This wedding featured some very interesting moments – including a tooth extraction (photographed but not featured here) – and plenty of fun. I got to use some of my other non-photo talents; the bride was working on her vows and was having trouble closing it out so, being the wordsmith that I am, helped out and gave her a nice kicker to end her sweet, beautiful vows.
When they were up on the altar and she read them, I felt happy for her and proud of my assistance. And then the groom went ahead and gave a monologue that couldn’t be matched by anyone, really, declaring that his love for her went not skin deep, but down to every molecule, every atom of his being, that every mitochondria yearned for her with each and every shallow, longing breath of his essence. So I think maybe my helpful addition might have undersold the love that beats between these two :/
Marni and Jared contacted me and let me know they are friends with a prior couple (who I loved) so I came in ready and hoping for a great party and cute portraits and got both. Marni and Jared are deceptively hard partiers, as was their whole crowd, and it was awesome.
Which was a good thing; weddings at golf / country clubs can be a dangerous proposition because those venues are, by design, somewhat bland, inoffensive places. They cater to senior citizens mostly and any sort of bold design statement could cost them overly critical grandmas. But the Boca Pointe gets some respect from me for redoing a lot of the interior to take it out of 1992 and into 2010 at least And good for Marni and Jared for timing their wedding right in order to get the advantage of the changes, it really makes my life easier!
Congrats to the happy couple!
Sarah and I are both excellent communicators – like, so excellent we were talking on the phone pretty much daily leading up to the session. Sarah shares my love for books, photography and idle conversation, so I knew we were going to have fun at the session.
It turns out Francisco is the opposite – a man of few words. That is, until he spent half an hour with me. Ricky has a way of getting everyone to open up By the end of the session we were all laughing and joking like old pals and putting together a really pretty collection of photos. The wedding should be more of the same!
Kim is my sole Facebook success story – for all the ads I’ve run, for all the likes I have, she is the only person to ever actually hire me after finding me on Facebook. And for all the money I’ve spent, it was worth it just to shoot Kim and Jack’s wedding.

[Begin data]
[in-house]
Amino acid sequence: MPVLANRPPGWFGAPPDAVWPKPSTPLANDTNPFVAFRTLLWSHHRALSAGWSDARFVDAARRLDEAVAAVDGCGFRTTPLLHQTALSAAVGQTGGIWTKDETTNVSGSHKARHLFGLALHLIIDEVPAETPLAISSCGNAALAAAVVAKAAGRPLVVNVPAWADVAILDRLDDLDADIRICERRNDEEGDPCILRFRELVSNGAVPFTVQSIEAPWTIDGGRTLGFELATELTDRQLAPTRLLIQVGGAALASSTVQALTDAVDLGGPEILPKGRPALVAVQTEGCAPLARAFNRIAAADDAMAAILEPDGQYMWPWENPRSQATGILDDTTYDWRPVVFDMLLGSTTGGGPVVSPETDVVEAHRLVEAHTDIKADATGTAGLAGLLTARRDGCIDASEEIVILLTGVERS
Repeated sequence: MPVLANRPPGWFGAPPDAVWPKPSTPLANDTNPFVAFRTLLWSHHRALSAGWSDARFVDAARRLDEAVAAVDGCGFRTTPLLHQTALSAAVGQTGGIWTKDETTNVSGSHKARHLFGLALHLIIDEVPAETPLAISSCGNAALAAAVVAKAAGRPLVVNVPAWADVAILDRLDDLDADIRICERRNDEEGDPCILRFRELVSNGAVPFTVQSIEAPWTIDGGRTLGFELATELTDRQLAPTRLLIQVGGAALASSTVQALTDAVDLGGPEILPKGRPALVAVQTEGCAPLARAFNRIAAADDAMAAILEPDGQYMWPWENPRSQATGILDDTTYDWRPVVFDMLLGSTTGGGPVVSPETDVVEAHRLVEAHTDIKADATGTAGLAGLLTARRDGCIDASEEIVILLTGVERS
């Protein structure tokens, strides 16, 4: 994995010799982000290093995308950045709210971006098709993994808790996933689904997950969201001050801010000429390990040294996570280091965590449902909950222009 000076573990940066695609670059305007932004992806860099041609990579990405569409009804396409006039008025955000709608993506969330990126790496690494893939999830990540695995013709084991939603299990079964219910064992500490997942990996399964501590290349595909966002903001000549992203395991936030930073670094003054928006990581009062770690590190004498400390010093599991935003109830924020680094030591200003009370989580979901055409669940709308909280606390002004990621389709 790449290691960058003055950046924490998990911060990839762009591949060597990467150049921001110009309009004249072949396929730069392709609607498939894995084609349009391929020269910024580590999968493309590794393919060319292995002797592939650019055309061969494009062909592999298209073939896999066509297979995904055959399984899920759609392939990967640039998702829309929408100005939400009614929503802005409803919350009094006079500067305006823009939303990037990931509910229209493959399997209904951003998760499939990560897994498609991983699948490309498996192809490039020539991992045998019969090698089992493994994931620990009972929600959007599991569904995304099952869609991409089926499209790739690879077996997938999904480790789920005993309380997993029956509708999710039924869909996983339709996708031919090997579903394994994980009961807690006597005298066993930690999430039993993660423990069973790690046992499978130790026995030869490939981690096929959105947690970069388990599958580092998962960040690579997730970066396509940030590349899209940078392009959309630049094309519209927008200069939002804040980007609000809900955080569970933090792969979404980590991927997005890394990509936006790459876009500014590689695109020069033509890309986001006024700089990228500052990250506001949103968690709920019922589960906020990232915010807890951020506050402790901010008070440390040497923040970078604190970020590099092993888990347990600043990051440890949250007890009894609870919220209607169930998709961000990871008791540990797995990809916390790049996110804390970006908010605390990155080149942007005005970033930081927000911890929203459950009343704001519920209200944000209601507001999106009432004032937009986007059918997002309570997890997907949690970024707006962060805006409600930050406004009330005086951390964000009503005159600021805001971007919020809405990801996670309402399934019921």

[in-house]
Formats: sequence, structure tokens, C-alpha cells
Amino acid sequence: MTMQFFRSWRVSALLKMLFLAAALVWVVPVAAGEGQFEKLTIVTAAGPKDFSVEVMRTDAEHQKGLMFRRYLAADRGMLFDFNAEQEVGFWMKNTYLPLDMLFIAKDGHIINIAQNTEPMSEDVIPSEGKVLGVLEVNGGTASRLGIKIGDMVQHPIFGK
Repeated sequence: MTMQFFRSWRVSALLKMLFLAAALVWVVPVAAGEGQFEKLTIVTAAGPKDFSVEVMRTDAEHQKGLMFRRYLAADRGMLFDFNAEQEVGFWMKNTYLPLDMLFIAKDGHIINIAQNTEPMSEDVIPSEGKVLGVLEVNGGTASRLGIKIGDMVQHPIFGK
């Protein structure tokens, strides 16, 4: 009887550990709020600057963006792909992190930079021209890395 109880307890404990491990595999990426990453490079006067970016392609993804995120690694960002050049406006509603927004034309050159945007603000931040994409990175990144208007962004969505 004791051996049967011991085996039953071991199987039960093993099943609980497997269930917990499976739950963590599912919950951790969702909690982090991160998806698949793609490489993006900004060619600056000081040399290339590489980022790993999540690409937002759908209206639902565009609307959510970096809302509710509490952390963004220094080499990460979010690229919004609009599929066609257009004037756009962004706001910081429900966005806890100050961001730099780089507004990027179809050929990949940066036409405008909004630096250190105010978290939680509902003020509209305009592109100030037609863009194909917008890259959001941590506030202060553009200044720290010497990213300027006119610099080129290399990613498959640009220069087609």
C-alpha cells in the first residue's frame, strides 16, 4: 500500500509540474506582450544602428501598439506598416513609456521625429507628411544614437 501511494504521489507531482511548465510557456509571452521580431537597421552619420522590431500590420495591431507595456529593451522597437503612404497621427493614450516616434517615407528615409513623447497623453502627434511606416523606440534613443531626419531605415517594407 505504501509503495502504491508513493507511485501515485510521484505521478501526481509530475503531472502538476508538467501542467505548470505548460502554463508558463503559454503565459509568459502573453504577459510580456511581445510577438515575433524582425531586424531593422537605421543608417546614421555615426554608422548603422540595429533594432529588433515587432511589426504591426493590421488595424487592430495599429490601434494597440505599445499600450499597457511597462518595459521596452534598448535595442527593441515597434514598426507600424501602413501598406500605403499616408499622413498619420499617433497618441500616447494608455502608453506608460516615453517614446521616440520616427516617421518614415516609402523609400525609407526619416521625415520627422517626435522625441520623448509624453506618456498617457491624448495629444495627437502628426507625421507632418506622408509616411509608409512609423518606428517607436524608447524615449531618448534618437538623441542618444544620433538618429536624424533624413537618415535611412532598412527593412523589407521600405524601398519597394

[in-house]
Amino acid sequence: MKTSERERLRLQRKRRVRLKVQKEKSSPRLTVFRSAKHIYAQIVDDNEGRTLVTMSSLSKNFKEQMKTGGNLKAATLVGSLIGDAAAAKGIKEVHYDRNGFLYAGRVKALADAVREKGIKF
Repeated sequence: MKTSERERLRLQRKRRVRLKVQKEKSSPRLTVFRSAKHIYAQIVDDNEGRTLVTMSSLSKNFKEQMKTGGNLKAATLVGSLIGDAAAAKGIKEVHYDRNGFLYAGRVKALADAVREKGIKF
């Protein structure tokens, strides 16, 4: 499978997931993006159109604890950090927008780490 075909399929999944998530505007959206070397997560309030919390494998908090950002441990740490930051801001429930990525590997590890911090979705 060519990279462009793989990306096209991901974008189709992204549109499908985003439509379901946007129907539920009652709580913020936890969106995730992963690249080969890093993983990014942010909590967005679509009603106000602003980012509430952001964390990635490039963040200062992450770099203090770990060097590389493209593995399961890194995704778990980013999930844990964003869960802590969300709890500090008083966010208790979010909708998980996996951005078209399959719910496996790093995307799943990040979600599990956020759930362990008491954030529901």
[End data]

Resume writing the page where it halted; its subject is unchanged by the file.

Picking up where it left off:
They are the best kind of couple – relaxed, fun and totally willing to do whatever popped in my head. For example, when it came time to do the bridal party / bride + groom portraits, I found the hotel a little lacking in visual interest. Lovely place, but no real striking backgrounds. The catering manager told me to shoot against the water because that’s what all the photographers do, but of course I scoffed at that. Water pictures are for night time (see below). Fortunately for me, next door there’s this abandoned warehouse parking lot with bright colors, a beautiful large gate to frame against and an overpass right above it that creates a really interesting, beautiful photo. And the bride, groom and entire wedding party gladly made the little walk to Ricky’s Warehouse Lot, trusting me that it wasn’t disgusting but beautiful.
That’s the kind of couple I wish I had every time. Plus their party really was awesome.
I like to think I’m different than other photographers. Maybe I’m not, but I’m thinking I am.
Case in point: the railroad museum. Whenever I go there, I see the other three or four photographers there shooting their engagement sessions exclusively in or near the trains. Sure, it’s cool that they have trains at the place, but for me, the real draw is everything OTHER than the trains. The grounds are awesome for pictures, between the exposed brick walls, the huge arches, the treeline – it’s all beautiful. And yet, while everyone is fighting over the front of some train engine, I have the other 95% of the place to myself. Silly photographers.
This wedding was nuts. I went to high school with Paul so I already knew he, like me, was a little deranged, but as it turns out, the entire family, the entire guest list was a little off the rails. I mean, when I’m the one urging reason and calm at a wedding, it’s edging into the absurd.
Here’s what Randy Borges and I were presented with:
1. The bride and groom wanted a purely candid wedding – that is, no posed portraits. I don’t mean “fifteen minutes and we’re done.” I mean, zero portraits. We actually managed to put them in a headlock and get 8 seconds of posed photos (really, I checked the times on my files) but that was it. All couples prefer candids, but this was to the extreme.